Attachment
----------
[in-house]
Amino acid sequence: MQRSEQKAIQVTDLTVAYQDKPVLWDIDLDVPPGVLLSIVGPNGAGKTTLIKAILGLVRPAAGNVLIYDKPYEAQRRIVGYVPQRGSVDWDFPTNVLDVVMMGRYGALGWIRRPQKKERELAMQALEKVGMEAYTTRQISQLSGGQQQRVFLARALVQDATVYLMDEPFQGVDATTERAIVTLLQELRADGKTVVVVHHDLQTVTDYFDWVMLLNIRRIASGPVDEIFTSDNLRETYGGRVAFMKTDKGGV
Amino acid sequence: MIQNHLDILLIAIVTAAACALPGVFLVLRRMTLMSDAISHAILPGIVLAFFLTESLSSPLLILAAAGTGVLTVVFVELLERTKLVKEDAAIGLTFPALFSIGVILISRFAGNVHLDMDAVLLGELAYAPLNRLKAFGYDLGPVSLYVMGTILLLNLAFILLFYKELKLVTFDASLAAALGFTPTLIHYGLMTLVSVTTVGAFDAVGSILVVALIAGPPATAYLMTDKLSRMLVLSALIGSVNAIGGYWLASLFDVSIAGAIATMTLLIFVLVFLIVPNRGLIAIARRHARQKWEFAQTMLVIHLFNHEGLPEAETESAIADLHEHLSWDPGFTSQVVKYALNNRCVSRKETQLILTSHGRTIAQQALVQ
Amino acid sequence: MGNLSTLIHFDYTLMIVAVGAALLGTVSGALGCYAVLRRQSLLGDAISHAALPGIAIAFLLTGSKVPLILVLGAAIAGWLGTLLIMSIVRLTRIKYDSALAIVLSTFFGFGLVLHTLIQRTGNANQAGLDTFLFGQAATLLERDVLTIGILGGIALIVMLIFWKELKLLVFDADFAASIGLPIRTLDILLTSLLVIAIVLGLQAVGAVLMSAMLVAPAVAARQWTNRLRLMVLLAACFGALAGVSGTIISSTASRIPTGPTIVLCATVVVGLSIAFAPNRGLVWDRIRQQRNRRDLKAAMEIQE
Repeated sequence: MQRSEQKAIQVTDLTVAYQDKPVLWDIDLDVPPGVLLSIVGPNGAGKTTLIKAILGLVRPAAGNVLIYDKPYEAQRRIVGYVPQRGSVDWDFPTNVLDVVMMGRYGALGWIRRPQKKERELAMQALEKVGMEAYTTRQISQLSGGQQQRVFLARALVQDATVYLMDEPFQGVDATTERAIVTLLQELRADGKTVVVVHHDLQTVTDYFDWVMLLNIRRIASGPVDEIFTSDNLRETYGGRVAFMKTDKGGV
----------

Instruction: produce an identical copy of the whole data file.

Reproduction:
[in-house]
Amino acid sequence: MQRSEQKAIQVTDLTVAYQDKPVLWDIDLDVPPGVLLSIVGPNGAGKTTLIKAILGLVRPAAGNVLIYDKPYEAQRRIVGYVPQRGSVDWDFPTNVLDVVMMGRYGALGWIRRPQKKERELAMQALEKVGMEAYTTRQISQLSGGQQQRVFLARALVQDATVYLMDEPFQGVDATTERAIVTLLQELRADGKTVVVVHHDLQTVTDYFDWVMLLNIRRIASGPVDEIFTSDNLRETYGGRVAFMKTDKGGV
Amino acid sequence: MIQNHLDILLIAIVTAAACALPGVFLVLRRMTLMSDAISHAILPGIVLAFFLTESLSSPLLILAAAGTGVLTVVFVELLERTKLVKEDAAIGLTFPALFSIGVILISRFAGNVHLDMDAVLLGELAYAPLNRLKAFGYDLGPVSLYVMGTILLLNLAFILLFYKELKLVTFDASLAAALGFTPTLIHYGLMTLVSVTTVGAFDAVGSILVVALIAGPPATAYLMTDKLSRMLVLSALIGSVNAIGGYWLASLFDVSIAGAIATMTLLIFVLVFLIVPNRGLIAIARRHARQKWEFAQTMLVIHLFNHEGLPEAETESAIADLHEHLSWDPGFTSQVVKYALNNRCVSRKETQLILTSHGRTIAQQALVQ
Amino acid sequence: MGNLSTLIHFDYTLMIVAVGAALLGTVSGALGCYAVLRRQSLLGDAISHAALPGIAIAFLLTGSKVPLILVLGAAIAGWLGTLLIMSIVRLTRIKYDSALAIVLSTFFGFGLVLHTLIQRTGNANQAGLDTFLFGQAATLLERDVLTIGILGGIALIVMLIFWKELKLLVFDADFAASIGLPIRTLDILLTSLLVIAIVLGLQAVGAVLMSAMLVAPAVAARQWTNRLRLMVLLAACFGALAGVSGTIISSTASRIPTGPTIVLCATVVVGLSIAFAPNRGLVWDRIRQQRNRRDLKAAMEIQE
Repeated sequence: MQRSEQKAIQVTDLTVAYQDKPVLWDIDLDVPPGVLLSIVGPNGAGKTTLIKAILGLVRPAAGNVLIYDKPYEAQRRIVGYVPQRGSVDWDFPTNVLDVVMMGRYGALGWIRRPQKKERELAMQALEKVGMEAYTTRQISQLSGGQQQRVFLARALVQDATVYLMDEPFQGVDATTERAIVTLLQELRADGKTVVVVHHDLQTVTDYFDWVMLLNIRRIASGPVDEIFTSDNLRETYGGRVAFMKTDKGGV